1. Introduction

In this tutorial, we’ll deep-dive into the ocean of radial basis function or RBF.

2. RBF

In a mathematical context, RBF is a real-valued function that we use to calculate the distance between a variable with respect to a reference point. In a network context, an RBF network is an artificial neural network in which we use the radial basis function as the activation function of neurons.

2.1. Definition

RBF is a mathematical function, say \psi, that measures the distance d between an input point (or a vector) x with a given fixed point  (or a vector) of interest (a center or reference point) o.

    \[\psi(x) = d(||x-o||)\]

Here, d can be any distance function, such as Euclidean distance. Further, the function d() depends on the specific application and desired set of properties. For the case of vectors, we call this function RBK (radial basis kernel).

We use RBF in mathematics, signal processing, computer vision, and machine learning. In these, we use radial functions to approximate those functions that either lack a closed form or are too complex to solve. In most cases, this approximation function is a generic neural network.

2.2. Types

RBF measures the similarity between a given data point and an agreed reference point. We can then use this similarity score to take specific actions, such as activating a dead neural network node. Over here, the similarity directly correlates with the distance between the data and reference points.

Depending upon the function definition, we can have different RBFs. One of the most commonly used RBFs is the Gaussian RBF. It is given by:

    \[\psi(x) = exp(-\gamma ||x - o||²)\]

Here, the parameter \gamma controls the variance (spread) of the Gaussian curve. A more minor value of \gamma results in a broader curve, while a more considerable value of \gamma leads to a narrower curve:

Gaussian RBF

Other types of RBFs include the Multiquadric, Inverse Multiquadric, and Thin Plate Splines. Each RBF has its characteristics and can be suitable for specific applications or tasks. In the realm of neural networks, we often use RBFs as activation functions in the network’s hidden layer.

To summarize this section, RBF represents a basis function that measures the similarity between the input data and a reference point, influencing the network’s output.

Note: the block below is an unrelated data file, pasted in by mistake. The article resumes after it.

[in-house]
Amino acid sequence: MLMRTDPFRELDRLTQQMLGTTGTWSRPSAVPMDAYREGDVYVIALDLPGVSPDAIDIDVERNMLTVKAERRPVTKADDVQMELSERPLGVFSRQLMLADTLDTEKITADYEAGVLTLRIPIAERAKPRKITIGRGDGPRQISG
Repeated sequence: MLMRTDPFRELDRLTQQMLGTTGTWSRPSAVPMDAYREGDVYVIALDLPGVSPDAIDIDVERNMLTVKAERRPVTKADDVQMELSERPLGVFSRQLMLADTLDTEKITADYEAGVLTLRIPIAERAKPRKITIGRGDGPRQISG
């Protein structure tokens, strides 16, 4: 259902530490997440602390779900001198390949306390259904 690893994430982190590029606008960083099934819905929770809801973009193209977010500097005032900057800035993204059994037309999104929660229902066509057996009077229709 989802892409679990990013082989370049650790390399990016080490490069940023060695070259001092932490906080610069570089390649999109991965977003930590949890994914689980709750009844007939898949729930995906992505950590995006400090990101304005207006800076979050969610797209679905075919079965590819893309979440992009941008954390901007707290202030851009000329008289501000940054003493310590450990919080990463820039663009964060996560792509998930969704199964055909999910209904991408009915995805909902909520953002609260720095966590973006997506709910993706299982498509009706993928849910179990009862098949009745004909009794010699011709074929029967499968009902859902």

3. RBF Neural Networks Architecture

In this section, we explore RBF neural networks.

3.1. Intuitive Understanding

Radial basis function (RBF) networks are an artificial neural network (ANN) type that uses the radial basis function as its activation function. We commonly use RBF networks for function approximation, classification, time series prediction, and clustering tasks.

3.2. Structure

Now, we move ahead and describe the typical RBF network structure.

The RBF network consists of the following three layers:

  1. the input layer (usually one)
  2. the hidden layer (strictly one)
  3. the output layer (usually one)

The input layer receives the input data. We generally preprocess, normalize, and transform the data so the network can process it. Next comes the hidden layer. This layer uses the radial basis function as its activation function.

We compute this function based on the distance between the input data and its associated reference point.

The hidden layer generates a signal on processing an input vector coming from the input layer. The output layer receives this signal and performs the final computations to produce the desired output. Thus, the output is task-specific and differs for a classification from a regression task.

3.3. Model

Now, let us come to the model.

We take Gaussian RBF on input X with dimension d=1:

    \[\phi(X) = exp(\frac{-||X - \mu||²}{\sigma^2})\]

Here, we partition the whole feature vector space in Gaussian neural nodes. Going further, each node receives an input vector and generates a signal whose strength depends on the distance between its center (reference point) and the input vector. Here \mu is center of the neuron and \phi (X) is response of neuron corresponding to input X: